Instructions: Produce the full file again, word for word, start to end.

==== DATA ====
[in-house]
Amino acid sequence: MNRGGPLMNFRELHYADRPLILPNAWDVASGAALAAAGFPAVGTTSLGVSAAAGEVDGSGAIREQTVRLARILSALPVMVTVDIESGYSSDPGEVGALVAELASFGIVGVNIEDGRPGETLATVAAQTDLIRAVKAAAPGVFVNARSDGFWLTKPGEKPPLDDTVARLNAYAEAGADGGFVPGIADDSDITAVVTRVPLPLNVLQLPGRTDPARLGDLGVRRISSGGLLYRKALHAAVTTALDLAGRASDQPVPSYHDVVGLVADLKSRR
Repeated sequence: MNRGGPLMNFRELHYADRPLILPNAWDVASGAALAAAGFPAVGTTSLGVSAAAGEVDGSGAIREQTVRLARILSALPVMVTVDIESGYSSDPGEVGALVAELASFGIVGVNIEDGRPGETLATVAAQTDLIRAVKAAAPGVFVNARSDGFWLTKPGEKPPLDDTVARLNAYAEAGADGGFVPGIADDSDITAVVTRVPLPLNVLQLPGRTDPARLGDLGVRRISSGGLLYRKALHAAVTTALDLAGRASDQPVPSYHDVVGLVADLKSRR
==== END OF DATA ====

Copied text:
[in-house]
Amino acid sequence: MNRGGPLMNFRELHYADRPLILPNAWDVASGAALAAAGFPAVGTTSLGVSAAAGEVDGSGAIREQTVRLARILSALPVMVTVDIESGYSSDPGEVGALVAELASFGIVGVNIEDGRPGETLATVAAQTDLIRAVKAAAPGVFVNARSDGFWLTKPGEKPPLDDTVARLNAYAEAGADGGFVPGIADDSDITAVVTRVPLPLNVLQLPGRTDPARLGDLGVRRISSGGLLYRKALHAAVTTALDLAGRASDQPVPSYHDVVGLVADLKSRR
Repeated sequence: MNRGGPLMNFRELHYADRPLILPNAWDVASGAALAAAGFPAVGTTSLGVSAAAGEVDGSGAIREQTVRLARILSALPVMVTVDIESGYSSDPGEVGALVAELASFGIVGVNIEDGRPGETLATVAAQTDLIRAVKAAAPGVFVNARSDGFWLTKPGEKPPLDDTVARLNAYAEAGADGGFVPGIADDSDITAVVTRVPLPLNVLQLPGRTDPARLGDLGVRRISSGGLLYRKALHAAVTTALDLAGRASDQPVPSYHDVVGLVADLKSRR